So as you can observe, as it relates to American men’s tennis for the im­mediate future, though things aren’t exactly looking bleak, nothing sug­gests that the U.S. is on the cusp of reestablishing itself as a kingpin. It would be a more accurate portrayal to suggest that the States remain in a sort of limbo, still searching for an identity as well as some breakout, dominant players. Compared to where the tennis giant that was the U.S.A. used to be, the Americans remain a far cry from their glorious past. Let’s be real here, there isn’t anything close to resem­bling a Conners, a McEnroe, a Sam­pras or an Agassi lurking about. From a strict talent standpoint, the U.S. is decidedly underwhelming when com­pared to the personnel and star power of yesteryear.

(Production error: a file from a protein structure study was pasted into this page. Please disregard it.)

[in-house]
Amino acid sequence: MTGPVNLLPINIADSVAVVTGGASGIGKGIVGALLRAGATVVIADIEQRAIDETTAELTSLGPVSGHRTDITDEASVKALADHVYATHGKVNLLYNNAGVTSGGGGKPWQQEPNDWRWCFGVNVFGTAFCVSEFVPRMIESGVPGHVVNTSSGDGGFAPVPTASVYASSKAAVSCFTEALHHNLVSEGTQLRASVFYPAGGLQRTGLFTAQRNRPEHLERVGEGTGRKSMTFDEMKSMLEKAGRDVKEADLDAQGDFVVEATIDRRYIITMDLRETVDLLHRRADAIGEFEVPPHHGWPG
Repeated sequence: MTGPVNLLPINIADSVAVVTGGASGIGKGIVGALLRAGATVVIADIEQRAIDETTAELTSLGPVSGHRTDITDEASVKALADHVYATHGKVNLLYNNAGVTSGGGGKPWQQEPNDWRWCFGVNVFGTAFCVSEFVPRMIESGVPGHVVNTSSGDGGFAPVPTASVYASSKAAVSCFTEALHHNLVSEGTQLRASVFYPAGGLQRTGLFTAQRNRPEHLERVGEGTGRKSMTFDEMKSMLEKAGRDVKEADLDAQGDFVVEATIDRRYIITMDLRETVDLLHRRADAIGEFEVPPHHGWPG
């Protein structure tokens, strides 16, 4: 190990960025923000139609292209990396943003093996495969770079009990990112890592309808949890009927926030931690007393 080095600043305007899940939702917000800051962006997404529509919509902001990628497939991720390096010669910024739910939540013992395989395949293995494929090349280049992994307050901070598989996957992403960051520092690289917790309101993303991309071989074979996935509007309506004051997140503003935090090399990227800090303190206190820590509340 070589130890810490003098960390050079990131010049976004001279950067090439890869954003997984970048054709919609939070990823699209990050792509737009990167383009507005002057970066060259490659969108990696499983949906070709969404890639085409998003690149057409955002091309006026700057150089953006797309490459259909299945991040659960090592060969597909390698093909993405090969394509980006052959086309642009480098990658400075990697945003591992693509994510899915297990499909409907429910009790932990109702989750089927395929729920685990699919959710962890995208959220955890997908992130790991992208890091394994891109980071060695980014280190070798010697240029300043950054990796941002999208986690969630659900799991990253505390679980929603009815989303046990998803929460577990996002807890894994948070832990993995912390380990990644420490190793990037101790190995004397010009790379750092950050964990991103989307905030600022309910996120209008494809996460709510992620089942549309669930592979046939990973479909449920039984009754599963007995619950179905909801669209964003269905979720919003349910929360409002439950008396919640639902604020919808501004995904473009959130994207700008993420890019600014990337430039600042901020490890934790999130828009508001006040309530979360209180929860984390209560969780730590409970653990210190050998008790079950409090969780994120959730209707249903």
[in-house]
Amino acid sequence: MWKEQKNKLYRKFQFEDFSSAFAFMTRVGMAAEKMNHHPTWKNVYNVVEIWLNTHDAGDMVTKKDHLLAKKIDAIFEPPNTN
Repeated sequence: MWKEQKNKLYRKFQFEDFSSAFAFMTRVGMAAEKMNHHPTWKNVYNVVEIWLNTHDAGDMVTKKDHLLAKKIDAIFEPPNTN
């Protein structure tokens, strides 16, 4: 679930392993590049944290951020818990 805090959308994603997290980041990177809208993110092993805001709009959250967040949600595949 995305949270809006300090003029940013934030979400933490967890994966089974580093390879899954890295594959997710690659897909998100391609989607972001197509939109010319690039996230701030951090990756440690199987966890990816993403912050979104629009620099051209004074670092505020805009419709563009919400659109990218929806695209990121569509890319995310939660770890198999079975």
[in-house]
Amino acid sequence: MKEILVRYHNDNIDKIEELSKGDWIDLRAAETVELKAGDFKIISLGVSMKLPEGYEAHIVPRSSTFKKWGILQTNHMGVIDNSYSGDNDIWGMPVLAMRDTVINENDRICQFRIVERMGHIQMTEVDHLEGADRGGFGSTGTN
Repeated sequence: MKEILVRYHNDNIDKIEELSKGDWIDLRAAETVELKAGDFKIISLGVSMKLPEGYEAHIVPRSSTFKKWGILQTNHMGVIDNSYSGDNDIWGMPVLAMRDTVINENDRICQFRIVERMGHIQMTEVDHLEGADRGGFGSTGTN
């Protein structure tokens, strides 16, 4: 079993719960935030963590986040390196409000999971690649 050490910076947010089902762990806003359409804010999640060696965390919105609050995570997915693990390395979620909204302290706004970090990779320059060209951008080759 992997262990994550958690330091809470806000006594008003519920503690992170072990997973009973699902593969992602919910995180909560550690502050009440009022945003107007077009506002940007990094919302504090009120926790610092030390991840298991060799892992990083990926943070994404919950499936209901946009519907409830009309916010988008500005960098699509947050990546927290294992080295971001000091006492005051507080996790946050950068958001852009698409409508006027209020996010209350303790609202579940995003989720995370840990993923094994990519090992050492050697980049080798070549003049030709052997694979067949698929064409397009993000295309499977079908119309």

Will the U.S. ever get back to that exalted place that many of us in this country almost took for granted? Hard to say, but right now it wouldn’t be all that advisable to bet on it.